Private sector funding critical to developing economies

by Trust Matsilele 0

“At current levels of investment in Sustainable Development Goals (SDG)-relevant sectors, developing countries face an annual gap of 2.5 trillion US dollars,” noted the United Nations Conference on Trade and Development’s (UNCTAD) World Investment Report 2014.

The report further noted that an estimated 2.5 trillion US dollars annual funding gap was required.

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“Bridging such a gap may seem a daunting task, but it is achievable. The potential for increased private sector investment contributions is significant, especially in infrastructure, food security and climate change mitigation sectors.”

The SDG will require a step-change in both public and private investment in developing countries.

The UNCTAD’s World Investment report offers a bold framework to understand and enhance the role of private sector contributions to the pursuit of positive economic, social and environmental outcomes in developing countries.

The report further notes that public sector contributions will remain indispensable, but may be insufficient to meet demands across all SDG-related sectors.

“Estimates for total investment needs in developing countries alone range from 3.3 trillion US dollars to 4.5 trillion US dollars per year. These estimates include basic infrastructure, food security, climate change mitigation and adaptation, health, and education.”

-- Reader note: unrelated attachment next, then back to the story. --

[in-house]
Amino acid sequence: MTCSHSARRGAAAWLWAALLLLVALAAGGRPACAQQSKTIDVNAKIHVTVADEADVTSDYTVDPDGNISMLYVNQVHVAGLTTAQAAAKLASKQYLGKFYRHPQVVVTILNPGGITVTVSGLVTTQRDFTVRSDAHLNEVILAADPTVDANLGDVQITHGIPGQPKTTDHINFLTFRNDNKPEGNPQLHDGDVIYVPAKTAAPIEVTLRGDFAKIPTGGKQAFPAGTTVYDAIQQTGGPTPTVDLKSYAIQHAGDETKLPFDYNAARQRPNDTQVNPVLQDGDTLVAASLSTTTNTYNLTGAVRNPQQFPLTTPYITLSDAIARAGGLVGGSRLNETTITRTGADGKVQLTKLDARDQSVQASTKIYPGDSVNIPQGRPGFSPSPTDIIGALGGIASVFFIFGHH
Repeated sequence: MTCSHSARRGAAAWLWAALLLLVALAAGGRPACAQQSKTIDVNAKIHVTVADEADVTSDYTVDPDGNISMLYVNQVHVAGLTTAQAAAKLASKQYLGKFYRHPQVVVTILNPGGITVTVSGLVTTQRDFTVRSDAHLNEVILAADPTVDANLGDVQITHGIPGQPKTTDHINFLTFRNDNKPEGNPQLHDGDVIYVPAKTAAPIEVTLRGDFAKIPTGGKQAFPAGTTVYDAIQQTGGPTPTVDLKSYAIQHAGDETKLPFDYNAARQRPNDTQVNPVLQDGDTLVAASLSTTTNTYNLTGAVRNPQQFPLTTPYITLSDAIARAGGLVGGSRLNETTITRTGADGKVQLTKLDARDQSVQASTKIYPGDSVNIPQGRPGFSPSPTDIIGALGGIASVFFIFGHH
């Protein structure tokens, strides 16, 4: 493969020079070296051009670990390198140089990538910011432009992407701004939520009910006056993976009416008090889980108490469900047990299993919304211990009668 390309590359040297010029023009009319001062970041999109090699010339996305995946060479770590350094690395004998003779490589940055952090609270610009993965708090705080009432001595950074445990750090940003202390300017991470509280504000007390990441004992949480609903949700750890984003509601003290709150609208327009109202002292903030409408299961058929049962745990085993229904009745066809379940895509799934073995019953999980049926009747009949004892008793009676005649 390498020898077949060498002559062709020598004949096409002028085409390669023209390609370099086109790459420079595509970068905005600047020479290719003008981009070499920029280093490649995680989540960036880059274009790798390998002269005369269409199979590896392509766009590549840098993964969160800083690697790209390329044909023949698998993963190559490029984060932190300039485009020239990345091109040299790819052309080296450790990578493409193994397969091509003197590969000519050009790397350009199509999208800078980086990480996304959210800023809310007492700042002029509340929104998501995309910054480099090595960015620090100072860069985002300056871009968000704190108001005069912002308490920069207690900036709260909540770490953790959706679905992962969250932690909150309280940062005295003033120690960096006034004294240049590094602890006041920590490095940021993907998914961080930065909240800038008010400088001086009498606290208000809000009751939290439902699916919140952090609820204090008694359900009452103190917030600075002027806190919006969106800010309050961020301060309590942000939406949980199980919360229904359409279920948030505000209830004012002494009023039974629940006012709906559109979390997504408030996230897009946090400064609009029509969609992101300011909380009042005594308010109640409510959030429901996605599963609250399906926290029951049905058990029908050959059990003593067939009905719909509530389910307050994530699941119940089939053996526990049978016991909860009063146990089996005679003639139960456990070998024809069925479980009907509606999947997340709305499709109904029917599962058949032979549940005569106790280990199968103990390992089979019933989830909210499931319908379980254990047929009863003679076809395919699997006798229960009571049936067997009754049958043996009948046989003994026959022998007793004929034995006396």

UNCTAD identified four key policy areas including risks of increased private sector participation in sensitive sectors, the need to maintain quality affordable services, the respective roles of public and private investment and the apparent conflict between funding needs in structurally weak economies.

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The United Nations added that a common set of principles for investment in SDGs was critical in helping establish a collective sense of direction and purpose.

The UNCTAD’s Action Plan for Private Investment in the SDGs contains a range of policy options for responding to mobilisation, channelling and impact challenges.

Some of the policy actions include, a new generation of investment promotion strategies and institutions, SDG-oriented investment incentives, regional SDG Investment Compacts and new forms of partnership for SDG investments.